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Triathlon boss wants Lance to stay away
Roger Vaughan
20:43 AEST Sun Jan 20 2013

Triathlon Australia chief executive Anne Gripper, a key figure in the Lance Armstrong doping saga, has derided him as far worse than a drug cheat.

Armstrong wants to return to sanctioned triathlons and marathons, but Gripper hopes that will not happen.

She also doubts the 41-year-old will be able to return in the short term by negotiating a substantial reduction to his life ban.

Her opinions on the Armstrong saga and its fallout are particularly significant, because she set up the anti-doping unit at cycling's world governing body in the wake of the 2006 Operation Puerto scandal.

She was running the unit at the UCI at the start of Armstrong's 2009-11 comeback before leaving in March 2010.

"If he was just a drug cheat, I always believe you should do a sanction and have the right to come back to the sport," Gripper told AAP.

"He's not a drug cheat - he's a bully, he's a manipulator, he's been incredibly unfair to a whole lot of people and he's a dead-set liar.

"(He's) not a single, one-off liar, he's a pathological liar.

"I don't want those people in our sport."

Asked if she thought Armstrong might now be able to reduce his ban so he can return to triathlons in the next couple of years, Gripper replied: "I think he's got Buckley's (chance), really".

Armstrong was preparing to compete in last year's Hawaiian Ironman world championships when the findings from the US Anti-Doping Agency investigation abruptly ended that campaign.

Gripper believes Armstrong when he said he rode clean during his cycling comeback, saying there was nothing in his test results when she was at the UCI to suggest abnormal blood values.

But she remains extremely curious why the US federal investigation into his doping abruptly ended in early 2011.

"I just put it down to this inordinate influence that Lance Armstrong had ... that was the only explanation I could come up with," she said.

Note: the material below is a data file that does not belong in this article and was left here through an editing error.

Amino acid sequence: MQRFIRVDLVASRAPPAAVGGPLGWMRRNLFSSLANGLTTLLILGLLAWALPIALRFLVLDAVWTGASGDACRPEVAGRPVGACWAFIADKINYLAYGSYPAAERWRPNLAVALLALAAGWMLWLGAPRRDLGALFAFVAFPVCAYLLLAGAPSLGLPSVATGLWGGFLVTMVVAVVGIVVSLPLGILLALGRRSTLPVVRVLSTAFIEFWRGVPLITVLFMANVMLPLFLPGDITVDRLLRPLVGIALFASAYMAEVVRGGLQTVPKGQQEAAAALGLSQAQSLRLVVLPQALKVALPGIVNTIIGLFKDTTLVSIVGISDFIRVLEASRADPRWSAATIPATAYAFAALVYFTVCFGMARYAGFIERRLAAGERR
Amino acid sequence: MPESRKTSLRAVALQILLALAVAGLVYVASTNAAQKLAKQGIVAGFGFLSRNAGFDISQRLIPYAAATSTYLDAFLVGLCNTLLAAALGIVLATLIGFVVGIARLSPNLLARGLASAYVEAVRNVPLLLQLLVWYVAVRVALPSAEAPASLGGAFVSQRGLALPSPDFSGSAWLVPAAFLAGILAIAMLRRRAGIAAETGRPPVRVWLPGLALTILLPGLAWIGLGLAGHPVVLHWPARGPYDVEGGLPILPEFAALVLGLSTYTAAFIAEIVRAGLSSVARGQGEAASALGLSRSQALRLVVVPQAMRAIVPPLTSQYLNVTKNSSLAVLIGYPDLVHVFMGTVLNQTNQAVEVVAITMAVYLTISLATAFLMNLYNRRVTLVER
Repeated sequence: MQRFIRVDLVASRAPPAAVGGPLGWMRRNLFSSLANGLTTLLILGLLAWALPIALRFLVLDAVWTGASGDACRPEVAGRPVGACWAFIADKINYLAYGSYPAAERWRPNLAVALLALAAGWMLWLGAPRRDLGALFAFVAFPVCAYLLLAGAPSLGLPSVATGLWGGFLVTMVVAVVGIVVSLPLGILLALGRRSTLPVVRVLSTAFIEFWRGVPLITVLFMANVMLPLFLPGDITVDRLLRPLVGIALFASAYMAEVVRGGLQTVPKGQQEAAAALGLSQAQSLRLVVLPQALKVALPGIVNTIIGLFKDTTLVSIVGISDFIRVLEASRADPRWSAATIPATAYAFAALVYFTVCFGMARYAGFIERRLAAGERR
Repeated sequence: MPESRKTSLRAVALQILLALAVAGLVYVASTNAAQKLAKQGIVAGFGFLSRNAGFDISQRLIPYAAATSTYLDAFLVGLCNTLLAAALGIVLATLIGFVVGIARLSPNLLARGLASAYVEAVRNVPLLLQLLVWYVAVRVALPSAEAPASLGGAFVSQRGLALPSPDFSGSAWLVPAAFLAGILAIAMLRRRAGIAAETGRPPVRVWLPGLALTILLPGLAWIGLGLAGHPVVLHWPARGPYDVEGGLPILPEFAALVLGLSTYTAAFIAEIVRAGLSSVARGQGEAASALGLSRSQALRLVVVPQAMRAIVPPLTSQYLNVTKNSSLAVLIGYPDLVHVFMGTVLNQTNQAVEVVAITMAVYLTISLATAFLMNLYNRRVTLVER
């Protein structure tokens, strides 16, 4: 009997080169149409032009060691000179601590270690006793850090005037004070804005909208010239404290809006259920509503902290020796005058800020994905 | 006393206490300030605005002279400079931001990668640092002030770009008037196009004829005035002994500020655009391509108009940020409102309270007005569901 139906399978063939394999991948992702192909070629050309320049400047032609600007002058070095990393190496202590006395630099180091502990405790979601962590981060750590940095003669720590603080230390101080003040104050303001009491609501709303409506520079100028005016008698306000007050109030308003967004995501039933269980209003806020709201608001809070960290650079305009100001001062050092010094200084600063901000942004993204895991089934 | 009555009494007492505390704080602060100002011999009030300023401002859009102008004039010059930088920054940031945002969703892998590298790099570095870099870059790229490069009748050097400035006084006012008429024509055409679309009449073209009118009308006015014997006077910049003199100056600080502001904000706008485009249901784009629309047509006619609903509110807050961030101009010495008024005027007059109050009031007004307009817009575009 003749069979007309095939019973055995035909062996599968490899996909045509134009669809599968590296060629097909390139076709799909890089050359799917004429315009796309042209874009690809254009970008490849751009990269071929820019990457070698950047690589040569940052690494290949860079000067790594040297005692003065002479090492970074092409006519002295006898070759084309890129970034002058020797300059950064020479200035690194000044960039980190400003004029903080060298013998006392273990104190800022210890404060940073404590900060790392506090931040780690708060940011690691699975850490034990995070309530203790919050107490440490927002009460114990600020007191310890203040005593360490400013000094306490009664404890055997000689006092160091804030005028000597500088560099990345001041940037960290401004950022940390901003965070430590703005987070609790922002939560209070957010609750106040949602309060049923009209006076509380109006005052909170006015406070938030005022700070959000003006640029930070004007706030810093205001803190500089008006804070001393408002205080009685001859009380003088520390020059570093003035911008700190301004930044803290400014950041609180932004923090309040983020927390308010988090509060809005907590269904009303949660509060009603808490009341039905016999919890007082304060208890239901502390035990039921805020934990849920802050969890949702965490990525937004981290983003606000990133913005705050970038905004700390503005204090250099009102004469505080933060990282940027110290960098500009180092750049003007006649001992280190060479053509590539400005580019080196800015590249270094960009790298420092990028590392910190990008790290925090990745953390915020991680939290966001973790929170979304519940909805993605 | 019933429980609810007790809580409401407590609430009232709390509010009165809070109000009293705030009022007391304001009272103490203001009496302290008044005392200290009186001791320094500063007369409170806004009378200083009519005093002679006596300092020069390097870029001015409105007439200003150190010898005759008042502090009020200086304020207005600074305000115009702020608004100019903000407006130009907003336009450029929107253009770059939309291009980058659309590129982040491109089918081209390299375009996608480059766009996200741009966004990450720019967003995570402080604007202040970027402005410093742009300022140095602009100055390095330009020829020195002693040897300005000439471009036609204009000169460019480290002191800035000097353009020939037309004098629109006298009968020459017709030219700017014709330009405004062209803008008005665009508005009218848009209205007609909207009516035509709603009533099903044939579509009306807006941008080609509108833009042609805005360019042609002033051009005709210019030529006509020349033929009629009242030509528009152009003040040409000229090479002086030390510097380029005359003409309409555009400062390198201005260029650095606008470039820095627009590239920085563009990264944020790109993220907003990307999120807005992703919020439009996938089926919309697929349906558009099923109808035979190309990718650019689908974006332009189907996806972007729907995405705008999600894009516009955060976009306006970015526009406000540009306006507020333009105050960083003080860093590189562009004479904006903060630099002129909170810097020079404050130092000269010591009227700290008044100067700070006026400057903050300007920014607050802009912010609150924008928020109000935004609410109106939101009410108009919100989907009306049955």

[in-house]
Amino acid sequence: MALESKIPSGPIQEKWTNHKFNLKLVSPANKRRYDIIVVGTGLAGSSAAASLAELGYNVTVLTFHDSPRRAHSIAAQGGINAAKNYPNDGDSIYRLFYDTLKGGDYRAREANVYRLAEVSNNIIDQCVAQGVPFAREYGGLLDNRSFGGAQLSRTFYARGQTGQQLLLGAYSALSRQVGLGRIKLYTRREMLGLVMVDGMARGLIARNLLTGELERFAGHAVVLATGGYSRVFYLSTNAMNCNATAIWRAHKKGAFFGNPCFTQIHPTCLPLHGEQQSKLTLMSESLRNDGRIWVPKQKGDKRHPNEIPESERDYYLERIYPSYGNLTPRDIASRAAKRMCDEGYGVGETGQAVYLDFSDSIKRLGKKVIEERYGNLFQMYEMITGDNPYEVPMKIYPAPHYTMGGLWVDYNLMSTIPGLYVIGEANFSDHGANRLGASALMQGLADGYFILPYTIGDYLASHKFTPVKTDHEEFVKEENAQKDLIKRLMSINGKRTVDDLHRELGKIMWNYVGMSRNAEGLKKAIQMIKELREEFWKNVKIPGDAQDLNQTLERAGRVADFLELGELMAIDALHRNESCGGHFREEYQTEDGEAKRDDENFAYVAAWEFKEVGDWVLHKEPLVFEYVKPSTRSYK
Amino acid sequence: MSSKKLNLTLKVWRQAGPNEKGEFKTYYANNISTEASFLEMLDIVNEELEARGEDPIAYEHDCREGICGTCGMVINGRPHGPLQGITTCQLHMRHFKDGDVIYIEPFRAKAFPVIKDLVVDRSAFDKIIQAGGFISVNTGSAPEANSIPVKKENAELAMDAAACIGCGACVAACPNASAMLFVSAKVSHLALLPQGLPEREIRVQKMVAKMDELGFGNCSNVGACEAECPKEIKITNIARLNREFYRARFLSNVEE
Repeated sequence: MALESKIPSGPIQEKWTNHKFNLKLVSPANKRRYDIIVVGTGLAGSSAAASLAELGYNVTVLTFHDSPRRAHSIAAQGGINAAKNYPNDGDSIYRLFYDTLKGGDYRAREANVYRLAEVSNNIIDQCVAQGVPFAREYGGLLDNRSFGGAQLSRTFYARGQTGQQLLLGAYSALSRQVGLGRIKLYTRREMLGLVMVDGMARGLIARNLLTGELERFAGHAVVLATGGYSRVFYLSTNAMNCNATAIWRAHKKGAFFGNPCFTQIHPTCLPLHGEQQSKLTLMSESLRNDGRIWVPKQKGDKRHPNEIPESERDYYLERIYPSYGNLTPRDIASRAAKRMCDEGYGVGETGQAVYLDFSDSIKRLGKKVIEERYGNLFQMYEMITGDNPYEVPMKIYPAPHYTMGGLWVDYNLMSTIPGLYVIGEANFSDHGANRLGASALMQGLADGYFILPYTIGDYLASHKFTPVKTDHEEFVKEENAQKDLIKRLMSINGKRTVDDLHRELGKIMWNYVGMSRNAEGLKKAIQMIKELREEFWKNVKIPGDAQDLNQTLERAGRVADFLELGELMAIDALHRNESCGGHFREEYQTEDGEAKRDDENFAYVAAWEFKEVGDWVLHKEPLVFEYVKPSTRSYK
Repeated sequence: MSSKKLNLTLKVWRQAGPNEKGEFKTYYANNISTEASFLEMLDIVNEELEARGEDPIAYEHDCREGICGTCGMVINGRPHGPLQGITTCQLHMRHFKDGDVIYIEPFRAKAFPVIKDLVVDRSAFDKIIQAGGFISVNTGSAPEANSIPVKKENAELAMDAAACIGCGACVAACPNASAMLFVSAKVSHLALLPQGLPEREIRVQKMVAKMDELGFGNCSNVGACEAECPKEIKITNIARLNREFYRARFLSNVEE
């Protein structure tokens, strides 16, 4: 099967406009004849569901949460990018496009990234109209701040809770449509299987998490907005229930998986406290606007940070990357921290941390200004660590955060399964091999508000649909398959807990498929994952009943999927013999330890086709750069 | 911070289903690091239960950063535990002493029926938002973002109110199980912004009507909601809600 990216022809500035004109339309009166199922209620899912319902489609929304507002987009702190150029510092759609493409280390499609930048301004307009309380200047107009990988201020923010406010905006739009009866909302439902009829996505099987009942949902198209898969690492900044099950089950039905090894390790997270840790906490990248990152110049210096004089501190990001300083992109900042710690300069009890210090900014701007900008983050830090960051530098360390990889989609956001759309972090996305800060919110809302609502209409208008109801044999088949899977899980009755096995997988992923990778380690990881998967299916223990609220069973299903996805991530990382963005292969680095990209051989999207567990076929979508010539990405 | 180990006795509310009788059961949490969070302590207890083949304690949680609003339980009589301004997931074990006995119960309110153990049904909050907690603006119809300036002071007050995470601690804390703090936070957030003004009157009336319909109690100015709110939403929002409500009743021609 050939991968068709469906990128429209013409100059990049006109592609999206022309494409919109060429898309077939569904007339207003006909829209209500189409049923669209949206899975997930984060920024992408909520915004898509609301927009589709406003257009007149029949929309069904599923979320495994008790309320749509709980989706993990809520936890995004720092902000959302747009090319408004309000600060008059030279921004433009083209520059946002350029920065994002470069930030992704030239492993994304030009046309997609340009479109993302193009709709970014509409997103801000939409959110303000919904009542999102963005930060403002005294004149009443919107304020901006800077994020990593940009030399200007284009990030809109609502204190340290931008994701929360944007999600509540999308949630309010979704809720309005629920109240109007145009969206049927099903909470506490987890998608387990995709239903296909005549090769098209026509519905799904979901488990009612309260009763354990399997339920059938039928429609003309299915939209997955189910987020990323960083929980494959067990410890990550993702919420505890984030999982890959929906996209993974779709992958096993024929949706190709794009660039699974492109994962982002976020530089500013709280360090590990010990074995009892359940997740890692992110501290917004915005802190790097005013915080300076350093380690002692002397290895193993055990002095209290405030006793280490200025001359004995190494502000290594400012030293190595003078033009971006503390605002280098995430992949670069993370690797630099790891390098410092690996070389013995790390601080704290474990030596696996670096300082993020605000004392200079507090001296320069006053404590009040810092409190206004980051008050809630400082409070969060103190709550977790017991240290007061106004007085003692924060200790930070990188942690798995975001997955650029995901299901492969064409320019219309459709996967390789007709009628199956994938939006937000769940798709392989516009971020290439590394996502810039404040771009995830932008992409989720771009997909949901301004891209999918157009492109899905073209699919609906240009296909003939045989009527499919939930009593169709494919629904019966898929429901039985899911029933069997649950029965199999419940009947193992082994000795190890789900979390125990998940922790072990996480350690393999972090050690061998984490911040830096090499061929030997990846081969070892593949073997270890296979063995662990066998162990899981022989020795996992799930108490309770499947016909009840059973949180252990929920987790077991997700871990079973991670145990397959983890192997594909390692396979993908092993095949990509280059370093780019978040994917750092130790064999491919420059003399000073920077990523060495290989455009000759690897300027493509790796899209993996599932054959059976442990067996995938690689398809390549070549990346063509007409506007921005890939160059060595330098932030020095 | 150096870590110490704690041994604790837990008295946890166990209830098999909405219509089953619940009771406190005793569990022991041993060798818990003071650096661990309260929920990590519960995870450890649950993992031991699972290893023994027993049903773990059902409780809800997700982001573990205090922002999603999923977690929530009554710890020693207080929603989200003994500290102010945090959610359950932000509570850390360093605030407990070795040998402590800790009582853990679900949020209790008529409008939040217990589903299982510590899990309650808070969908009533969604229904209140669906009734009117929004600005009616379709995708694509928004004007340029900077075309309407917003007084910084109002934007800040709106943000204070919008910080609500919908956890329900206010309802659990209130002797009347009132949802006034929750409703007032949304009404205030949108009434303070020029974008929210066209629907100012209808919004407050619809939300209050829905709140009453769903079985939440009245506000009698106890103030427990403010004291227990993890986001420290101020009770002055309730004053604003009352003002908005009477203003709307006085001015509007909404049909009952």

"It would be interesting whether there is some review of that investigation."

Armstrong denies having helped influence the decision to stop the federal investigation.

Gripper also backs UCI president Pat McQuaid, who is under siege as a result of Armstrong's downfall. She established cycling's biological passport program, which Armstrong said was a key reason why he did not dope during his comeback.

"My relationship with the management and Pat as president ... was they were absolutely committed to the elimination of doping," Gripper said of the UCI.

But Gripper adds it is now crucial that the sport finds out for certain if the UCI has had any involvement in cycling's doping culture.

Gripper said she initially thought Armstrong's interview with Oprah Winfrey would be farcical, but found it compelling.

She added that the confirmation of Armstrong's doping was a landmark moment for the sport.

"The big one was always Lance - I always knew the sport could never, never really move forward until the festering bubble that was 'did he or didn't he?' ... had been fully exposed," she said.

Gripper is confident the sport is cleaner than when Armstrong retired in 2005, but said the necessary cultural change among riders and teams had only started.

"The 2011 Tour de France was a bit of a landmark ... the fact that Cadel (Evans) won, that was the cherry on top of the cake," she said.

"But there were all sorts of other things that happened in that Tour ... to indicate a much more level playing field."

AAP rhv/gc/jm


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